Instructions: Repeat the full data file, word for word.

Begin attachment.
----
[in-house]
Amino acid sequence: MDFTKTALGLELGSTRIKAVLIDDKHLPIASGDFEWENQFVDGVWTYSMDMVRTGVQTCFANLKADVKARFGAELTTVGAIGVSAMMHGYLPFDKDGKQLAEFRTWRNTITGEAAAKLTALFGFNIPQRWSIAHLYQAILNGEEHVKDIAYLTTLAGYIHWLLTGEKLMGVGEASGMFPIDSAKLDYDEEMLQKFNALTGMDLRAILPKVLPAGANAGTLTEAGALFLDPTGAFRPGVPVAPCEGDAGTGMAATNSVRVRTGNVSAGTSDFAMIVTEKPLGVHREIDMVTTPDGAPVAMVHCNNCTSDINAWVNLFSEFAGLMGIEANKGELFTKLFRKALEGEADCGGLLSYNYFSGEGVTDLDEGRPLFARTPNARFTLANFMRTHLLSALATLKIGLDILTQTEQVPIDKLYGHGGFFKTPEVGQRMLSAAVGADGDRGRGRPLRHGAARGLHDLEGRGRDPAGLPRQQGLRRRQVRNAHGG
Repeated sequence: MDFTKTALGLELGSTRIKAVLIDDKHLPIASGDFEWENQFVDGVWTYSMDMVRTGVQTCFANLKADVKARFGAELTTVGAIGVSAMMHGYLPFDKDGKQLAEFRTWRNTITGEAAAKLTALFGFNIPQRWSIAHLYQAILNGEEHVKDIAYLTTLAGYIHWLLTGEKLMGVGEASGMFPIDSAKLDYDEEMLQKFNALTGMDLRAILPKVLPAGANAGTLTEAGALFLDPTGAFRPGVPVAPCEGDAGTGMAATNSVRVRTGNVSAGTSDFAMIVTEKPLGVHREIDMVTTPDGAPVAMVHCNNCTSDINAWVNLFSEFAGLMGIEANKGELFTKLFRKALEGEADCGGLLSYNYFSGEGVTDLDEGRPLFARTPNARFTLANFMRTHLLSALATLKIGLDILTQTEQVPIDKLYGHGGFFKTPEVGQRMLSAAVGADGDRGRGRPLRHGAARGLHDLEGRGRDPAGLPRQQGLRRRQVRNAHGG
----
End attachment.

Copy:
[in-house]
Amino acid sequence: MDFTKTALGLELGSTRIKAVLIDDKHLPIASGDFEWENQFVDGVWTYSMDMVRTGVQTCFANLKADVKARFGAELTTVGAIGVSAMMHGYLPFDKDGKQLAEFRTWRNTITGEAAAKLTALFGFNIPQRWSIAHLYQAILNGEEHVKDIAYLTTLAGYIHWLLTGEKLMGVGEASGMFPIDSAKLDYDEEMLQKFNALTGMDLRAILPKVLPAGANAGTLTEAGALFLDPTGAFRPGVPVAPCEGDAGTGMAATNSVRVRTGNVSAGTSDFAMIVTEKPLGVHREIDMVTTPDGAPVAMVHCNNCTSDINAWVNLFSEFAGLMGIEANKGELFTKLFRKALEGEADCGGLLSYNYFSGEGVTDLDEGRPLFARTPNARFTLANFMRTHLLSALATLKIGLDILTQTEQVPIDKLYGHGGFFKTPEVGQRMLSAAVGADGDRGRGRPLRHGAARGLHDLEGRGRDPAGLPRQQGLRRRQVRNAHGG
Repeated sequence: MDFTKTALGLELGSTRIKAVLIDDKHLPIASGDFEWENQFVDGVWTYSMDMVRTGVQTCFANLKADVKARFGAELTTVGAIGVSAMMHGYLPFDKDGKQLAEFRTWRNTITGEAAAKLTALFGFNIPQRWSIAHLYQAILNGEEHVKDIAYLTTLAGYIHWLLTGEKLMGVGEASGMFPIDSAKLDYDEEMLQKFNALTGMDLRAILPKVLPAGANAGTLTEAGALFLDPTGAFRPGVPVAPCEGDAGTGMAATNSVRVRTGNVSAGTSDFAMIVTEKPLGVHREIDMVTTPDGAPVAMVHCNNCTSDINAWVNLFSEFAGLMGIEANKGELFTKLFRKALEGEADCGGLLSYNYFSGEGVTDLDEGRPLFARTPNARFTLANFMRTHLLSALATLKIGLDILTQTEQVPIDKLYGHGGFFKTPEVGQRMLSAAVGADGDRGRGRPLRHGAARGLHDLEGRGRDPAGLPRQQGLRRRQVRNAHGG